Objection 2: Further, God did not bind His power to the sacraments. But Penance is a sacrament. Therefore by God's power sin can be pardoned without Penance.
Objection 3: Further, God's mercy is greater than man's. Now man sometimes forgives another for offending him, without his repenting: wherefore our Lord commanded us (Mat.5:44): "Love your enemies, do good to them that hate you." Much more, therefore, does God pardon men for offending him, without their repenting.
On the contrary, The Lord said (Jer.18:8): "If that nation . . . shall repent of their evil" which they have done, "I also will repent of the evil that I have thought to do them," so that, on the other hand, if man "do not penance," it seems that God will not pardon him his sin.
I answer that, It is impossible for a mortal actual sin to be pardoned without penance, if we speak of penance as a virtue. For, as sin is an offense against God, He pardons sin in the same way as he pardons an offense committed against Him. Now an offense is directly opposed to grace, since one man is said to be offended with another, because he excludes him from his grace. Now, as stated in the FS, Q, A, the difference between the grace of God and the grace of man, is that the latter does not cause, but presupposes true or apparent goodness in him who is graced, whereas the grace of God causes goodness in the man who is graced, because the good-will of God, which is denoted by the word "grace," is the cause of all created good. Hence it is possible for a man to pardon an offense, for which he is offended with someone, without any change in the latter's will; but it is impossible that God pardon a man for an offense, without his will being changed. Now the offense of mortal sin is due to man's will being turned away from God, through being turned to some mutable good. Consequently, for the pardon of this offense against God, it is necessary for man's will to be so changed as to turn to God and to renounce having turned to something else in the aforesaid manner, together with a purpose of amendment; all of which belongs to the nature of penance as a virtue. Therefore it is impossible for a sin to be pardoned anyone without penance as a virtue.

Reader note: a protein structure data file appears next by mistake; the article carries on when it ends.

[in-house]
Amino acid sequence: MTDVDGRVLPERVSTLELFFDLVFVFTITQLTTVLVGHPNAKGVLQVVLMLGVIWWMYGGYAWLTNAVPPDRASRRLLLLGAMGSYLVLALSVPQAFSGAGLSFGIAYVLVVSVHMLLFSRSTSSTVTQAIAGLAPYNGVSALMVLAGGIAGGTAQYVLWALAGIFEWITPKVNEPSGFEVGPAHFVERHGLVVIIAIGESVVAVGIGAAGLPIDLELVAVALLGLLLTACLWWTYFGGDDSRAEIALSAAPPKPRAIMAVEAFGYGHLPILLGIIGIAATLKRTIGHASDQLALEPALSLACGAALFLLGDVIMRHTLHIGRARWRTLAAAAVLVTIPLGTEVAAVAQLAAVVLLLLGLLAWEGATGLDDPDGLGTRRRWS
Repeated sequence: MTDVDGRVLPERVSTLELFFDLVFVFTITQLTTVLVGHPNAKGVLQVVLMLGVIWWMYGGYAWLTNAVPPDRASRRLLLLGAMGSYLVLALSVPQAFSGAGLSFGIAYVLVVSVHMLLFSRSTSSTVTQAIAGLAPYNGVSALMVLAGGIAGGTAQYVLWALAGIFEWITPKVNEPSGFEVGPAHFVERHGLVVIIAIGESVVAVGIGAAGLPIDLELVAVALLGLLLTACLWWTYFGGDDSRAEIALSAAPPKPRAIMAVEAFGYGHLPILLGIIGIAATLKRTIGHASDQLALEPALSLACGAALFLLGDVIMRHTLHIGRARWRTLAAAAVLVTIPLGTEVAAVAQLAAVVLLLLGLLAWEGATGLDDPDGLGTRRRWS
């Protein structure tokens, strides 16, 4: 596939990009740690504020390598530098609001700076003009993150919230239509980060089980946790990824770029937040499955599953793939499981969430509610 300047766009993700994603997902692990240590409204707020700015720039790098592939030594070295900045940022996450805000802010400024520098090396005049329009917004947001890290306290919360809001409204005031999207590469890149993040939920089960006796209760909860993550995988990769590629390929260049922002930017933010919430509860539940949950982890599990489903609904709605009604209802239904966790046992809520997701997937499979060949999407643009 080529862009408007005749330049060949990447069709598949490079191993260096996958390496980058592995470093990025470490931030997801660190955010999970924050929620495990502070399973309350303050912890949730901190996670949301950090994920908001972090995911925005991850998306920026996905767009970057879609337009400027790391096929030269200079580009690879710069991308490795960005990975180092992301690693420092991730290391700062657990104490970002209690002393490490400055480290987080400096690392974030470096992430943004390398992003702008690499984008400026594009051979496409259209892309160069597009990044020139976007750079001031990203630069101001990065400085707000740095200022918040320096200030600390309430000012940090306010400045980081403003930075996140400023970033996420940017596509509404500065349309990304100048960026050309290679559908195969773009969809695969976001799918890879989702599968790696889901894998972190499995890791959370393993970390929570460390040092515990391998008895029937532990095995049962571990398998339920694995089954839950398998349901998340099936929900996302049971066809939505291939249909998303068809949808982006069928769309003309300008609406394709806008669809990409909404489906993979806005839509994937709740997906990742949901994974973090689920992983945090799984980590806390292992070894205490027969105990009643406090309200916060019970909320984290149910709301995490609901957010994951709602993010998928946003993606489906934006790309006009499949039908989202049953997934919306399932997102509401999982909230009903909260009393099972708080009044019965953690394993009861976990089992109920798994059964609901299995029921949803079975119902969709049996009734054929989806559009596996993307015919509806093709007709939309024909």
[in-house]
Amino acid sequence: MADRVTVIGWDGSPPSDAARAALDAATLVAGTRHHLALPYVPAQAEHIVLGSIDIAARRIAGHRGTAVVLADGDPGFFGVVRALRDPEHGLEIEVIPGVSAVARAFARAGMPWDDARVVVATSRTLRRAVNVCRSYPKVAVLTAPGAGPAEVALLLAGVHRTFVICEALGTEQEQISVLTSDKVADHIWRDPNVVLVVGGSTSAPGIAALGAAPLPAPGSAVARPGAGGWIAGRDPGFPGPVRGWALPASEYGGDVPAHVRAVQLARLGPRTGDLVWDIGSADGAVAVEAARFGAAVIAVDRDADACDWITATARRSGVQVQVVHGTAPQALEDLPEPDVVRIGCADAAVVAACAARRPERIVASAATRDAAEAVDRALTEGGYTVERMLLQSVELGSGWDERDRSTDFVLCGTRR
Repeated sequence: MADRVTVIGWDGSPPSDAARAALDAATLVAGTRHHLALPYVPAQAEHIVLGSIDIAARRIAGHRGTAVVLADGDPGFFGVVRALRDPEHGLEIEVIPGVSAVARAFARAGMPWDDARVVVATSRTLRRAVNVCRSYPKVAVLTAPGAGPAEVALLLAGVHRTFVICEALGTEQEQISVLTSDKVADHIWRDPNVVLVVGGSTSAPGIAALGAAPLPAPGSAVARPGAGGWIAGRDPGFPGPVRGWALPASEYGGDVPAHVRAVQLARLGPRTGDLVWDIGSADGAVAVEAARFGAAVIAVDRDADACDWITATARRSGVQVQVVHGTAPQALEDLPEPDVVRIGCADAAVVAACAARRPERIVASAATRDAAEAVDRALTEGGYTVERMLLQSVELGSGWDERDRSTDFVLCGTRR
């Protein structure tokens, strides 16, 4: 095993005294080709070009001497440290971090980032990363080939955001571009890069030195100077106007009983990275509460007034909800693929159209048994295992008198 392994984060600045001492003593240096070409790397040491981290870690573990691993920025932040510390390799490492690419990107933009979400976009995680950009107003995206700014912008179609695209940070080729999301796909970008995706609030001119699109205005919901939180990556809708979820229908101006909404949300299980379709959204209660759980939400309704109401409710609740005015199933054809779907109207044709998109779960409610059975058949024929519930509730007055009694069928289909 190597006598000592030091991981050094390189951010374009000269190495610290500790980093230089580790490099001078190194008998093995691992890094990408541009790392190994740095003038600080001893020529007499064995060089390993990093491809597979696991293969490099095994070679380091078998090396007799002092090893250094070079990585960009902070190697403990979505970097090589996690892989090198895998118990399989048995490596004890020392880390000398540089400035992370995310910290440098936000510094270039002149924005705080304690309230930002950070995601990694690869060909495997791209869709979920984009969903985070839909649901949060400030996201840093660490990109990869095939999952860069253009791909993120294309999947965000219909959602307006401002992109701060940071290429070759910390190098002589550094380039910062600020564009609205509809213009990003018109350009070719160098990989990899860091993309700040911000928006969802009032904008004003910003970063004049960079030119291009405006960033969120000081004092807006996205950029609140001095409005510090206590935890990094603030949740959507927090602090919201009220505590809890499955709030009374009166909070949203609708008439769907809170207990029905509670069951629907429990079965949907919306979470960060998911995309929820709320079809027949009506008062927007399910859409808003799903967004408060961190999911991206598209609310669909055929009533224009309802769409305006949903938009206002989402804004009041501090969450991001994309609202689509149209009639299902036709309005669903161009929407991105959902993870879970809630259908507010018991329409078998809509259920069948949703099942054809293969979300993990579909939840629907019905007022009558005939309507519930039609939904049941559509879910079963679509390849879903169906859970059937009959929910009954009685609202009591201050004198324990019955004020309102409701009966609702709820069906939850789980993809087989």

But the sacrament of Penance, as stated above (Q, A), is perfected by the priestly office of binding and loosing, without which God can forgive sins, even as Christ pardoned the adulterous woman, as related in Jn.8, and the woman that was a sinner, as related in Luke vii, whose sins, however, He did not forgive without the virtue of penance: for as Gregory states (Hom. xxxiii in Evang.), "He drew inwardly by grace," i.e. by penance, "her whom He received outwardly by His mercy."
Reply to Objection 1: In children there is none but original sin, which consists, not in an actual disorder of the will, but in a habitual disorder of nature, as explained in the FS, Q, A, and so in them the forgiveness of sin is accompanied by a habitual change resulting from the infusion of grace and virtues, but not by an actual change. On the other hand, in the case of an adult, in whom there are actual sins, which consist in an actual disorder of the will, there is no remission of sins, even in Baptism, without an actual change of the will, which is the effect of Penance.
Reply to Objection 2: This argument takes Penance as a sacrament.
Reply to Objection 3: God's mercy is more powerful than man's, in that it moves man's will to repent, which man's mercy cannot do.